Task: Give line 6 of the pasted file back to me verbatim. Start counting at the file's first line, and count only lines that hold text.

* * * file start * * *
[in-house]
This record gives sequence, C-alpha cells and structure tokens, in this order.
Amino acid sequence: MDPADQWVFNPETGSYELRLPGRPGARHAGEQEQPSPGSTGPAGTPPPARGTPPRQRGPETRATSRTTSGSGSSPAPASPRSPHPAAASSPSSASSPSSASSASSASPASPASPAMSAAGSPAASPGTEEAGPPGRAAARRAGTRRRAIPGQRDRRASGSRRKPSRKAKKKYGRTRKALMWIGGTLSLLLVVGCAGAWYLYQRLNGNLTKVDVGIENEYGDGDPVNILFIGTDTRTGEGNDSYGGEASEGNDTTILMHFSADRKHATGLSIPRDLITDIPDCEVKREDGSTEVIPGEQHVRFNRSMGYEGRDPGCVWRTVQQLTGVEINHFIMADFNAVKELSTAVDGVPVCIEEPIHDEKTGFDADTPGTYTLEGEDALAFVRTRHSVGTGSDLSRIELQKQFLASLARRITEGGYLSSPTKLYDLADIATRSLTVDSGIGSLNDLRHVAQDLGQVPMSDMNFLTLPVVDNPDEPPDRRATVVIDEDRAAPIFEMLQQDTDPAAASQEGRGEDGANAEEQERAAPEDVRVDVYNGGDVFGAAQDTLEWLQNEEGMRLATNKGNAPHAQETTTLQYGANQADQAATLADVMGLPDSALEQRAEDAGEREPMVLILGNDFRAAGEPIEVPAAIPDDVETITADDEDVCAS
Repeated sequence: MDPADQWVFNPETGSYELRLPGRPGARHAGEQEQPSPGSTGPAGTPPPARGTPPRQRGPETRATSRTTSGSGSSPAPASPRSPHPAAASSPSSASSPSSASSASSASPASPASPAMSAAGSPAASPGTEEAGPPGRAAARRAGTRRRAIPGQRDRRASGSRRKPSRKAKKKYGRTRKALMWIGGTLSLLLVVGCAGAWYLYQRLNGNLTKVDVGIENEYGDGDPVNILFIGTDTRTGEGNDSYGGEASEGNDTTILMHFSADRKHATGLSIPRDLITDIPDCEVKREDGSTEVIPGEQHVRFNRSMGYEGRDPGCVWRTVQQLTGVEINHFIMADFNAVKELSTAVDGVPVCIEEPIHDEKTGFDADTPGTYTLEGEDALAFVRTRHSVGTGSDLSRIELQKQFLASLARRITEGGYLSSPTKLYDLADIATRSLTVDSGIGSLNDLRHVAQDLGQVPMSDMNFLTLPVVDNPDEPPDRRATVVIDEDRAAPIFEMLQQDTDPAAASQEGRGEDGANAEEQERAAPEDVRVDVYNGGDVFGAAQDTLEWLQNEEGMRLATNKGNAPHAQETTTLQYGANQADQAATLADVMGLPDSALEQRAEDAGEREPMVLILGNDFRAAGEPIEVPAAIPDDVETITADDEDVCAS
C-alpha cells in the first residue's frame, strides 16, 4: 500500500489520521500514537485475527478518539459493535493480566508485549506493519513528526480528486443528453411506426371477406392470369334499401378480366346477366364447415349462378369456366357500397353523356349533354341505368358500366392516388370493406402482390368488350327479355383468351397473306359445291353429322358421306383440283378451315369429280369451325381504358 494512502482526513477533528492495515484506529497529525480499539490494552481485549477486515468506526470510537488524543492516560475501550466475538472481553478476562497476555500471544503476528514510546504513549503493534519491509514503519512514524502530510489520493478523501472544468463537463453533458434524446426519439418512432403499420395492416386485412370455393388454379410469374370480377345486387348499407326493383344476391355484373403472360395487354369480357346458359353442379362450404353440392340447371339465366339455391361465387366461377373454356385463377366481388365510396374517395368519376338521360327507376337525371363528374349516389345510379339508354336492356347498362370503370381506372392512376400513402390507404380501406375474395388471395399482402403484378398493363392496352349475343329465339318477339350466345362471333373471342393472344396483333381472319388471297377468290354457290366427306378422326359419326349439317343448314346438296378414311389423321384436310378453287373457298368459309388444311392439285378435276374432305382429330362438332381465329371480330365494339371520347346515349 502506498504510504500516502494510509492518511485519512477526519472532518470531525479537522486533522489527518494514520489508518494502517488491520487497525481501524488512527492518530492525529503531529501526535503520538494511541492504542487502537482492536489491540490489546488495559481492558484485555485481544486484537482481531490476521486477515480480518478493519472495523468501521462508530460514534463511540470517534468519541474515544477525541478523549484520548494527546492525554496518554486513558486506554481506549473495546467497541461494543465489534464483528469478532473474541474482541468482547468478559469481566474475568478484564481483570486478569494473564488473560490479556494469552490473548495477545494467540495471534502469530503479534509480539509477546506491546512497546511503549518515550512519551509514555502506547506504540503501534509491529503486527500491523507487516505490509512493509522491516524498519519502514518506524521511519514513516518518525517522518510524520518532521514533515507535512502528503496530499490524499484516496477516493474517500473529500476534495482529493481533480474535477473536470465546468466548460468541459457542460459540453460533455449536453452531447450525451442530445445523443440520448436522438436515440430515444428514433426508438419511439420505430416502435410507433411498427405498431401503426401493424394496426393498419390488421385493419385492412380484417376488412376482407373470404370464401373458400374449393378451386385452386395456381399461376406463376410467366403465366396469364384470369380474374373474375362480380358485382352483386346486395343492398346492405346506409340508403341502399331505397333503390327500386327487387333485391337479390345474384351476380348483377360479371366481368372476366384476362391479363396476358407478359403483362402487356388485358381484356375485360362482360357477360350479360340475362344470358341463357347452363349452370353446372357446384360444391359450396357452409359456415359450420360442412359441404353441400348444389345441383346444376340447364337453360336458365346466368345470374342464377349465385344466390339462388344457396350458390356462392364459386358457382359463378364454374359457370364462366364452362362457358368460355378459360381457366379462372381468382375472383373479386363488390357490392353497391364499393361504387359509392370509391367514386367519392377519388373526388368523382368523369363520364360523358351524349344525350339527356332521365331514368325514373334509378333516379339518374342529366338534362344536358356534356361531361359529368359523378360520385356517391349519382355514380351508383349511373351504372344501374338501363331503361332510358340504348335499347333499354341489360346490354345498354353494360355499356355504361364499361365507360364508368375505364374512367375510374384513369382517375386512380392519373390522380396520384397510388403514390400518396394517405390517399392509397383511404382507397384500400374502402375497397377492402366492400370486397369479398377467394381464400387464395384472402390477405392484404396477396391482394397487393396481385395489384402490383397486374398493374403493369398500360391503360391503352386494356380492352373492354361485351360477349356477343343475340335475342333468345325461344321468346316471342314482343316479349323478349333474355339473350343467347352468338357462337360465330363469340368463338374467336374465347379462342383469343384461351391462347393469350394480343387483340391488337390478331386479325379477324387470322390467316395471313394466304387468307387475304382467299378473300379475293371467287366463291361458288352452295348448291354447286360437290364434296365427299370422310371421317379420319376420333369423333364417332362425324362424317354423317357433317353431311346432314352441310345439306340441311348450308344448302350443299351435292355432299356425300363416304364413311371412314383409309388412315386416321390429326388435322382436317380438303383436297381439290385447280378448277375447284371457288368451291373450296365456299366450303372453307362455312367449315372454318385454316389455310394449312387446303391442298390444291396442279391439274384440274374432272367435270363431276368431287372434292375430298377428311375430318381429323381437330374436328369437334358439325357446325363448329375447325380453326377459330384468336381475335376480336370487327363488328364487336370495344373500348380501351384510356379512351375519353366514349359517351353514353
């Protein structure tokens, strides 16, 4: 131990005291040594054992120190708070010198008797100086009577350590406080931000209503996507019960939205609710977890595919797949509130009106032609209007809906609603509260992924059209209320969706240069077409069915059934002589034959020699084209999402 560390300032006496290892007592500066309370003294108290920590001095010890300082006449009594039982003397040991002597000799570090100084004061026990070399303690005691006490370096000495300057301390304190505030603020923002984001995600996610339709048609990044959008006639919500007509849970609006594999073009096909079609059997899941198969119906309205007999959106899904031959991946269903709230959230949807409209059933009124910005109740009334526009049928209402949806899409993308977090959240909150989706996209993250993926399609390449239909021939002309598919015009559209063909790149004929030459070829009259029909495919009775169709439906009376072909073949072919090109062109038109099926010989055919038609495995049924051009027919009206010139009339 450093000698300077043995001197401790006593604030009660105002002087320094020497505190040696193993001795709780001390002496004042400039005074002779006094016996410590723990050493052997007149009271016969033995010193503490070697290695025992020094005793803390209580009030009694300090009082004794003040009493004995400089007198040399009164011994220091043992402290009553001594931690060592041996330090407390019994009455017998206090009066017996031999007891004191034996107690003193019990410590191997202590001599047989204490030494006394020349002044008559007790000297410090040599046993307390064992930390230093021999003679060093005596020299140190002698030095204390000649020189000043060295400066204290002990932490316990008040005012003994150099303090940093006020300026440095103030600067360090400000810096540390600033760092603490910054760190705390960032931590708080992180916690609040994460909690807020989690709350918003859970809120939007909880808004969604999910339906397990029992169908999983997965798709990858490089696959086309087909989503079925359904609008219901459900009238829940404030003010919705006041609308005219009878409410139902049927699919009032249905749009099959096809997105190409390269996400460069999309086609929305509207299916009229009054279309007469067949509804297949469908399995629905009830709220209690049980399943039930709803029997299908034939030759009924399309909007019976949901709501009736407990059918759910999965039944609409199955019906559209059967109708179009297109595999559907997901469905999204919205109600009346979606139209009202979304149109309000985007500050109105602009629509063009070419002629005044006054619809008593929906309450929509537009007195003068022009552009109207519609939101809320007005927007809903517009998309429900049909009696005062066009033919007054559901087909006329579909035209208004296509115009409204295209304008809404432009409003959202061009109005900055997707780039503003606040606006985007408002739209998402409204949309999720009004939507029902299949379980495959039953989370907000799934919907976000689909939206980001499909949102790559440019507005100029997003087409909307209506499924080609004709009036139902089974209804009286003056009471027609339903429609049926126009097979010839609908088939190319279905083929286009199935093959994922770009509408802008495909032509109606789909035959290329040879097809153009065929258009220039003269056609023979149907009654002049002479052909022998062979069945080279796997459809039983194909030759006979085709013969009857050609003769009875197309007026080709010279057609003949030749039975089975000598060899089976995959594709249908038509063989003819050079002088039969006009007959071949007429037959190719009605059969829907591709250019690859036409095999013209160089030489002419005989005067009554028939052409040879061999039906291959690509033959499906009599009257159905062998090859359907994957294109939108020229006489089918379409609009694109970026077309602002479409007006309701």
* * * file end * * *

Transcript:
């Protein structure tokens, strides 16, 4: 131990005291040594054992120190708070010198008797100086009577350590406080931000209503996507019960939205609710977890595919797949509130009106032609209007809906609603509260992924059209209320969706240069077409069915059934002589034959020699084209999402 560390300032006496290892007592500066309370003294108290920590001095010890300082006449009594039982003397040991002597000799570090100084004061026990070399303690005691006490370096000495300057301390304190505030603020923002984001995600996610339709048609990044959008006639919500007509849970609006594999073009096909079609059997899941198969119906309205007999959106899904031959991946269903709230959230949807409209059933009124910005109740009334526009049928209402949806899409993308977090959240909150989706996209993250993926399609390449239909021939002309598919015009559209063909790149004929030459070829009259029909495919009775169709439906009376072909073949072919090109062109038109099926010989055919038609495995049924051009027919009206010139009339 450093000698300077043995001197401790006593604030009660105002002087320094020497505190040696193993001795709780001390002496004042400039005074002779006094016996410590723990050493052997007149009271016969033995010193503490070697290695025992020094005793803390209580009030009694300090009082004794003040009493004995400089007198040399009164011994220091043992402290009553001594931690060592041996330090407390019994009455017998206090009066017996031999007891004191034996107690003193019990410590191997202590001599047989204490030494006394020349002044008559007790000297410090040599046993307390064992930390230093021999003679060093005596020299140190002698030095204390000649020189000043060295400066204290002990932490316990008040005012003994150099303090940093006020300026440095103030600067360090400000810096540390600033760092603490910054760190705390960032931590708080992180916690609040994460909690807020989690709350918003859970809120939007909880808004969604999910339906397990029992169908999983997965798709990858490089696959086309087909989503079925359904609008219901459900009238829940404030003010919705006041609308005219009878409410139902049927699919009032249905749009099959096809997105190409390269996400460069999309086609929305509207299916009229009054279309007469067949509804297949469908399995629905009830709220209690049980399943039930709803029997299908034939030759009924399309909007019976949901709501009736407990059918759910999965039944609409199955019906559209059967109708179009297109595999559907997901469905999204919205109600009346979606139209009202979304149109309000985007500050109105602009629509063009070419002629005044006054619809008593929906309450929509537009007195003068022009552009109207519609939101809320007005927007809903517009998309429900049909009696005062066009033919007054559901087909006329579909035209208004296509115009409204295209304008809404432009409003959202061009109005900055997707780039503003606040606006985007408002739209998402409204949309999720009004939507029902299949379980495959039953989370907000799934919907976000689909939206980001499909949102790559440019507005100029997003087409909307209506499924080609004709009036139902089974209804009286003056009471027609339903429609049926126009097979010839609908088939190319279905083929286009199935093959994922770009509408802008495909032509109606789909035959290329040879097809153009065929258009220039003269056609023979149907009654002049002479052909022998062979069945080279796997459809039983194909030759006979085709013969009857050609003769009875197309007026080709010279057609003949030749039975089975000598060899089976995959594709249908038509063989003819050079002088039969006009007959071949007429037959190719009605059969829907591709250019690859036409095999013209160089030489002419005989005067009554028939052409040879061999039906291959690509033959499906009599009257159905062998090859359907994957294109939108020229006489089918379409609009694109970026077309602002479409007006309701």